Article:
- Russian missile attack: A person has died and at least 31 others were injured, including three children, after a Russian missile struck the central Ukrainian city of Kremenchuk on Friday, according to the head of the Poltava regional military administration.
- Cyberattack claims: Crimean Internet providers have faced an "unprecedented" cyberattack, leading to Internet access issues for residents on the peninsula, a local Russian-appointed official said Friday. Also, Canada warned the cyber community to be in a heightened state of vigilance during Ukrainian President Volodymyr Zelensky’s visit to the country.
- Zelensky in Canada: Zelensky thanked Canada for its support of Ukraine during a meeting with Canadian Prime Minister Justin Trudeau on Friday in Ottawa. He also called Russia's war in Ukraine a genocide during his address to Canada's Parliament.
- UNGA: Speaking at the United Nations General Assembly on Friday, Irish Taoiseach Leo Varadkar called Russia’s threats to use nuclear weapons on Ukraine “outrageous” and warned of a second nuclear arms race.
- Support for Ukraine: The Defense Department Inspector General has been selected as the lead watchdog for aid flowing to Ukraine. Robert Storch will begin the new role on October 18, according to the Council of the Inspectors General on Integrity and Efficiency.
The Defense Department Inspector General has been selected as the lead watchdog for aid flowing to Ukraine.
Robert Storch will begin the new role on October 18, according to the Council of the Inspectors General on Integrity and Efficiency. He will work with the State Department and watchdogs from the US Agency for International Development to monitor approximately $113 billion in aid that has been sent to Ukraine and other countries since the start of the war last year.
Republican Sen. Roger Wicker, the ranking member of the Armed Services Committee, along with several of his colleagues, welcomed the announcement of a lead inspector general.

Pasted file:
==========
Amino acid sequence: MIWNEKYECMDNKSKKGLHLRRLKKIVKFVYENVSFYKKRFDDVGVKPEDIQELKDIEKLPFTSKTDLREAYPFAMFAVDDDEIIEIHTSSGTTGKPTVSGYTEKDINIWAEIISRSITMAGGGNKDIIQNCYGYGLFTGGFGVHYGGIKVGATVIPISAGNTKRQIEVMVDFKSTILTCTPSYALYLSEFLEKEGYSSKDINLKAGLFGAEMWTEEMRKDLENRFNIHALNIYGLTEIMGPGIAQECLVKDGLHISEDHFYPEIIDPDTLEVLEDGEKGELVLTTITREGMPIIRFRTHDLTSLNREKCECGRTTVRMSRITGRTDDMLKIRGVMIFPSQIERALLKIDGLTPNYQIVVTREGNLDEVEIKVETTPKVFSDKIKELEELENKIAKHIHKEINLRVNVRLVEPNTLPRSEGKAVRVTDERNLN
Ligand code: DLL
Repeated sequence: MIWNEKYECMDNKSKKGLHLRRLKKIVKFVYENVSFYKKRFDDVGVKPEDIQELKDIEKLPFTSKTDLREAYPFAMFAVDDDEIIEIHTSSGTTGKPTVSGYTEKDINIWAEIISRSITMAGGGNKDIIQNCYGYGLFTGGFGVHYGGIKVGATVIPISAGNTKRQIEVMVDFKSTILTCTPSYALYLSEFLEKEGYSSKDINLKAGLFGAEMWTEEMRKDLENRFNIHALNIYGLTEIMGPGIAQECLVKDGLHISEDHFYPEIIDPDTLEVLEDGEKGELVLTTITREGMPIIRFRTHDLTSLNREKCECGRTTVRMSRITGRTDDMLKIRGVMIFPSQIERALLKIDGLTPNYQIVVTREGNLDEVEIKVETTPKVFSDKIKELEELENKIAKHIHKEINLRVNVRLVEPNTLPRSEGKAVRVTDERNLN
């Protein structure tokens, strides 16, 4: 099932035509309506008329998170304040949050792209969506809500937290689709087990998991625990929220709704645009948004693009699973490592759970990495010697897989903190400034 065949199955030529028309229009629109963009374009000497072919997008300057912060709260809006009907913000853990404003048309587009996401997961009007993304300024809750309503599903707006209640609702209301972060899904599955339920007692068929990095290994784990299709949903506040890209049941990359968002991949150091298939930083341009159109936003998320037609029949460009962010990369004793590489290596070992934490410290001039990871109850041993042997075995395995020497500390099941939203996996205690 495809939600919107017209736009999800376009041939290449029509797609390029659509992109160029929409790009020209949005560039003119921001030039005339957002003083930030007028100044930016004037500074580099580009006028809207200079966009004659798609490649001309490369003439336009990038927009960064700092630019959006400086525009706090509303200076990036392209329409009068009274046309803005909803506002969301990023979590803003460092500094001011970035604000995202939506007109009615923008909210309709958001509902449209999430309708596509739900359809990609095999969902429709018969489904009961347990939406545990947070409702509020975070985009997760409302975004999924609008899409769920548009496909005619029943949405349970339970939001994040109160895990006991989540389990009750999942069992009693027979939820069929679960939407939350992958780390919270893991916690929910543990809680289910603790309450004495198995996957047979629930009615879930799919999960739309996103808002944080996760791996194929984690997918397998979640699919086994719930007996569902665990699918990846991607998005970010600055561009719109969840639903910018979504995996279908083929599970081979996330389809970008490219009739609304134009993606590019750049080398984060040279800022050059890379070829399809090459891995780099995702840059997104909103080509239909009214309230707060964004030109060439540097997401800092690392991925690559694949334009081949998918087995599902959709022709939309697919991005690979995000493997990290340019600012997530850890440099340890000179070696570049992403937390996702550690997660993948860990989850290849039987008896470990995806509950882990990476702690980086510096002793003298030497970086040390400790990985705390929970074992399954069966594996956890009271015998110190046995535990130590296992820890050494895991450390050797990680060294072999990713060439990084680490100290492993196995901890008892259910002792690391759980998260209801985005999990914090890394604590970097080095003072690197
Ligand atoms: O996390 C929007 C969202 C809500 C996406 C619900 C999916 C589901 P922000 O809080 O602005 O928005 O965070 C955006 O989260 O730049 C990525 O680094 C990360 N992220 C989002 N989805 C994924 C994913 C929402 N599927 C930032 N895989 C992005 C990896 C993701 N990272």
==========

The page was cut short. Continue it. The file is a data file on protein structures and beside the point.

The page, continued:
"Appointing a lead Inspector General will help ensure that Congress supports Ukraine's defense in the most responsible and effective way possible," said Wicker in a statement Friday.
As the Biden administration has continued to send billions of dollars in aid to Ukraine, some members of Congress, particularly Republicans, have called for more oversight to prevent fraud and abuse.
Last week, the Pentagon's inspector general established a new team in Ukraine to better monitor US security assistance to Kyiv. The organization said a senior US representative began work in Ukraine in late-August, and additional personnel are expected to arrive by the end of September.
It marked the first time the Defense inspector general will have personnel based in Ukraine since Russia’s invasion in February 2022, said spokesperson Megan Reed.
Wagner fighters continue to pop up “here and there” on the frontlines in Ukraine, said the general leading the country's counteroffensive along the southern frontline.
“In some directions, I can’t say whether it's the Kherson region, or our direction, or somewhere else they do pop up,” Gen. Oleksandr Tarnavsky said when asked about reports that Wagner fighters had been redeployed to Kherson. “The fact is that their badges appear here and there — that’s been constant.”
Tarnavsky went on to say that his men usually speculated about the presence of Wagner whenever their enemy started behaving more competently.
“We suspect the presence of Wagner if we see the deterrence of our offensive forces with the involvement of a category of military personnel who perform these tasks in a more interesting (more non-standard) way,” he explained. “This makes one think: 'Maybe it's Wagner has showed up?'”
“But there is no such unit in my area of the front today,” he said. “Regarding Kherson direction — I can’t say.”